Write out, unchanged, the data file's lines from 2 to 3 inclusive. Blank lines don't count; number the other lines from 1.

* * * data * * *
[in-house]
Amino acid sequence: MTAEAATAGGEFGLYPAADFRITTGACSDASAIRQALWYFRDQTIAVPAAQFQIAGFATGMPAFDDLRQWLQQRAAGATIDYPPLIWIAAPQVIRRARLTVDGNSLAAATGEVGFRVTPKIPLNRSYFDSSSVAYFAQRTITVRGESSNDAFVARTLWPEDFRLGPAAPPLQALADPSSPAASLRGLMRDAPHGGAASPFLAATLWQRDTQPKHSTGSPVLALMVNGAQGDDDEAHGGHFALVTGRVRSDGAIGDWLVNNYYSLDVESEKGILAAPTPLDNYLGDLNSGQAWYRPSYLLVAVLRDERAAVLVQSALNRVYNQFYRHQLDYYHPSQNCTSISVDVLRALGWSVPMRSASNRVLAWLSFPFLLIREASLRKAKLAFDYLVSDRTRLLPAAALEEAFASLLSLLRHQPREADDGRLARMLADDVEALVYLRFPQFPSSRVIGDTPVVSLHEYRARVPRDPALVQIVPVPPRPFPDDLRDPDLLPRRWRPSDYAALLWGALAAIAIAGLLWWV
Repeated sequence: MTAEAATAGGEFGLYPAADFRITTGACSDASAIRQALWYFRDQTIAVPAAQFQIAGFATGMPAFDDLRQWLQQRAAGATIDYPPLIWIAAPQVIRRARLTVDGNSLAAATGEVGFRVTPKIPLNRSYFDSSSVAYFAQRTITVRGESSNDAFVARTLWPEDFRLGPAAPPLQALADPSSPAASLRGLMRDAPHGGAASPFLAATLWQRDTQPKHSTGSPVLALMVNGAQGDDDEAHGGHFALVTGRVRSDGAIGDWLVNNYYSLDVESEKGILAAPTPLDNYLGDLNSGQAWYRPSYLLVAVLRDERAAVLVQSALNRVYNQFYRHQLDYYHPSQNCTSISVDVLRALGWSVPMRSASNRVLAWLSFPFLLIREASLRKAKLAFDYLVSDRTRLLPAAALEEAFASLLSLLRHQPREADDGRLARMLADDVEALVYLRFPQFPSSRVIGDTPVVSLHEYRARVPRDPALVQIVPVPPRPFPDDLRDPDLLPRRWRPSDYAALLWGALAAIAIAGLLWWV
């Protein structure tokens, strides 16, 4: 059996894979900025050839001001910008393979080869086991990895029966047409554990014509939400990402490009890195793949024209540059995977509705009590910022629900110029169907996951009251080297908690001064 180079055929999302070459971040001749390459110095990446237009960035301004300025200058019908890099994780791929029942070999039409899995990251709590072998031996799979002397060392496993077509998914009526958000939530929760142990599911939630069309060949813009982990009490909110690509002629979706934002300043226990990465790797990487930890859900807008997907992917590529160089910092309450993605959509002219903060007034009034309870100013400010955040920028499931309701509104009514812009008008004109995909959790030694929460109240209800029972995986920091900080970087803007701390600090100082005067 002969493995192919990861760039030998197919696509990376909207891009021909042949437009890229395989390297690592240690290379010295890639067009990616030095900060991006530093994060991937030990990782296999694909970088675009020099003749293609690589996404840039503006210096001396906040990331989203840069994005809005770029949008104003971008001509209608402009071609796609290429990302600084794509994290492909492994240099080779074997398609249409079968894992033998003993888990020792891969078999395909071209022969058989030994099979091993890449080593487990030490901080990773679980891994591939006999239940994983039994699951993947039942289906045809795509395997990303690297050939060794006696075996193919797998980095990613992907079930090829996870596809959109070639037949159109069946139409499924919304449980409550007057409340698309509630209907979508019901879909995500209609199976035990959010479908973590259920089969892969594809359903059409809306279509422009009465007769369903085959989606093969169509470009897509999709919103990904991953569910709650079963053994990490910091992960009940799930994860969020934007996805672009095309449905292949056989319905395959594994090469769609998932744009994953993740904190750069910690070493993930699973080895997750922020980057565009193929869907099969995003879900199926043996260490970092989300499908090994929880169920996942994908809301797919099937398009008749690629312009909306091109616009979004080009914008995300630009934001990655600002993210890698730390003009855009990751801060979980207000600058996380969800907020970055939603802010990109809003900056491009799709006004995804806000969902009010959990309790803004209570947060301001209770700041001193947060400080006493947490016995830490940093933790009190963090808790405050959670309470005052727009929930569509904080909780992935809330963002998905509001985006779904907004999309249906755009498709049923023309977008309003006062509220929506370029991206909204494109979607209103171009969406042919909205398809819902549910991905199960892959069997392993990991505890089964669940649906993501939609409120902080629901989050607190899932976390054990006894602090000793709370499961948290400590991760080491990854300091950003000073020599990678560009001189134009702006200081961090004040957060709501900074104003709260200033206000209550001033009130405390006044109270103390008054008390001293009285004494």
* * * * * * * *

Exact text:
Amino acid sequence: MTAEAATAGGEFGLYPAADFRITTGACSDASAIRQALWYFRDQTIAVPAAQFQIAGFATGMPAFDDLRQWLQQRAAGATIDYPPLIWIAAPQVIRRARLTVDGNSLAAATGEVGFRVTPKIPLNRSYFDSSSVAYFAQRTITVRGESSNDAFVARTLWPEDFRLGPAAPPLQALADPSSPAASLRGLMRDAPHGGAASPFLAATLWQRDTQPKHSTGSPVLALMVNGAQGDDDEAHGGHFALVTGRVRSDGAIGDWLVNNYYSLDVESEKGILAAPTPLDNYLGDLNSGQAWYRPSYLLVAVLRDERAAVLVQSALNRVYNQFYRHQLDYYHPSQNCTSISVDVLRALGWSVPMRSASNRVLAWLSFPFLLIREASLRKAKLAFDYLVSDRTRLLPAAALEEAFASLLSLLRHQPREADDGRLARMLADDVEALVYLRFPQFPSSRVIGDTPVVSLHEYRARVPRDPALVQIVPVPPRPFPDDLRDPDLLPRRWRPSDYAALLWGALAAIAIAGLLWWV
Repeated sequence: MTAEAATAGGEFGLYPAADFRITTGACSDASAIRQALWYFRDQTIAVPAAQFQIAGFATGMPAFDDLRQWLQQRAAGATIDYPPLIWIAAPQVIRRARLTVDGNSLAAATGEVGFRVTPKIPLNRSYFDSSSVAYFAQRTITVRGESSNDAFVARTLWPEDFRLGPAAPPLQALADPSSPAASLRGLMRDAPHGGAASPFLAATLWQRDTQPKHSTGSPVLALMVNGAQGDDDEAHGGHFALVTGRVRSDGAIGDWLVNNYYSLDVESEKGILAAPTPLDNYLGDLNSGQAWYRPSYLLVAVLRDERAAVLVQSALNRVYNQFYRHQLDYYHPSQNCTSISVDVLRALGWSVPMRSASNRVLAWLSFPFLLIREASLRKAKLAFDYLVSDRTRLLPAAALEEAFASLLSLLRHQPREADDGRLARMLADDVEALVYLRFPQFPSSRVIGDTPVVSLHEYRARVPRDPALVQIVPVPPRPFPDDLRDPDLLPRRWRPSDYAALLWGALAAIAIAGLLWWV